While there is a quite explicit sex scene, even that is intriguing in terms of cultural differences, and Zali’thurg’s, well, dragonness. While he has a pseudohuman form that he often uses around Mike, I appreciated that this form wasn’t fully human and Zali’thurg still retained several characteristics of his species.

I understand that romance with a non-human character may not be for everyone, but personally, Smoke Signal was one of my favourite reads of the year.

My rating: 🐉🐉🐉🐉🐉/5

~ Alexa

Reviews

ARC review: The Queen of Ieflaria

38108325I received a copy through NetGalley in exchange for an honest review.

Release date: February 19th, 2018 by Nine Star Press

I remember seeing this wonderful cover on Twitter and hearing that the book would be about queer princesses, and I immediately fell in love. And let me tell you, when I finally got to read it, The Queen of Ieflaria turned out to be everything I hoped for and more.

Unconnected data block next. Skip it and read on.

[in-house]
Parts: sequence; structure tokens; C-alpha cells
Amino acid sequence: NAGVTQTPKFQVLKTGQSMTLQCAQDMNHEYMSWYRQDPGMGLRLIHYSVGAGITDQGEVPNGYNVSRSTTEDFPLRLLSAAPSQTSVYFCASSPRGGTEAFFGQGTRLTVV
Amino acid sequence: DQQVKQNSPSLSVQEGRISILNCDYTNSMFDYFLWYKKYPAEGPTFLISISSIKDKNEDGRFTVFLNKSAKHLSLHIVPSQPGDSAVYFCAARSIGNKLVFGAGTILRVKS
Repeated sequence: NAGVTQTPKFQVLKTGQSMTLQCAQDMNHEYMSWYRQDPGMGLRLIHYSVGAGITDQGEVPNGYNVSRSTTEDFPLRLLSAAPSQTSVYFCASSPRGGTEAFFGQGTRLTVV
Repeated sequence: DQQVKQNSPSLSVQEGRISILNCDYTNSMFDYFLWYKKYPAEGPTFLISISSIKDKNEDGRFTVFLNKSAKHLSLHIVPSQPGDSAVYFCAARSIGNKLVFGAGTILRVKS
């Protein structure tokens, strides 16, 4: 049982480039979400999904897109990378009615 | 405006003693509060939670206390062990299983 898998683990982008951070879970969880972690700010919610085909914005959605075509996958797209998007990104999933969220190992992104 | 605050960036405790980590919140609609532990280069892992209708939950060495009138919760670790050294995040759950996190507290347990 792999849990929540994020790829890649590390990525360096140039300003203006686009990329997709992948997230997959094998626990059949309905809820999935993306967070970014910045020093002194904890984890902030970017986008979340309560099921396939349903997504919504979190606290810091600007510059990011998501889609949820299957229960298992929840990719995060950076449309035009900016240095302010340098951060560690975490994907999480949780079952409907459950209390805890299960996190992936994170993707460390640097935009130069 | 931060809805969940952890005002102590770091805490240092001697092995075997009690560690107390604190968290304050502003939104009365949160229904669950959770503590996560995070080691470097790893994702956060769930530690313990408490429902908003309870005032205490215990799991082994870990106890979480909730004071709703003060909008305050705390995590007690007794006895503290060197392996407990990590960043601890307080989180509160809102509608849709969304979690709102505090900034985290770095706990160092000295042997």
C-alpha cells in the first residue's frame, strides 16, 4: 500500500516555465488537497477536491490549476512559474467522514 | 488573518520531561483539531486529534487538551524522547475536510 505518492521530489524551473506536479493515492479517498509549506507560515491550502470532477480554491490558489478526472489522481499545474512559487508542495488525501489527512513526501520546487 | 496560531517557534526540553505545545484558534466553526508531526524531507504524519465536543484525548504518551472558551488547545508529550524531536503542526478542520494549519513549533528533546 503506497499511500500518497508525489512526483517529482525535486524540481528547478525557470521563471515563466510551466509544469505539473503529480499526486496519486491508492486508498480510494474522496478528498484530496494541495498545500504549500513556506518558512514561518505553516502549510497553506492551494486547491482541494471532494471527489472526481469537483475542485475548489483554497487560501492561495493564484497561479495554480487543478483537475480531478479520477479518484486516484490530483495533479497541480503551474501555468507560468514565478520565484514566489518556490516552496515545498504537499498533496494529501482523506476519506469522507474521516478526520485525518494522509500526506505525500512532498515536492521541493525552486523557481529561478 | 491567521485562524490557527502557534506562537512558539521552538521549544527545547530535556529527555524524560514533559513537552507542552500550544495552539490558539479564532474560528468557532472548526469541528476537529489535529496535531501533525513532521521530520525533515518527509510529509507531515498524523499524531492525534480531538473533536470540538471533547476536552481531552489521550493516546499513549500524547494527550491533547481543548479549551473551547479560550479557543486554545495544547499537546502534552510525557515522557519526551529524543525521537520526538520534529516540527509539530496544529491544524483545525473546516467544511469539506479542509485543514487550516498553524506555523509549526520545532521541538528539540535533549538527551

To say that The Queen of Ieflaria has queer princesses is technically true, but it’s a huge understatement. In fact, The Queen of Ieflaria has a main cast made of several unique, funny, supportive and fleshed out characters, most of whom are female. I’m not exaggerating when I say that I was in love with not only both Esofi and Adale, but every single one of their ladies-in-waiting – all of whom had their own unique personalities and beautiful moments. (Lisette is definitely my favourite though, hands down.)

The only reason why I didn’t devour this book in one sitting is that I started reading it too late and had to go to sleep at 1am and finish the next morning. I adored the writing style, the characters, the plot… This book has princesses fighting in duels in dresses, princesses fighting dragons, talking magical creatures, good dragons, baby dragons, princesses kissing, princesses in love… I’m sorry, why are you still here reading this review when you could be pre-ordering The Queen of Ieflaria?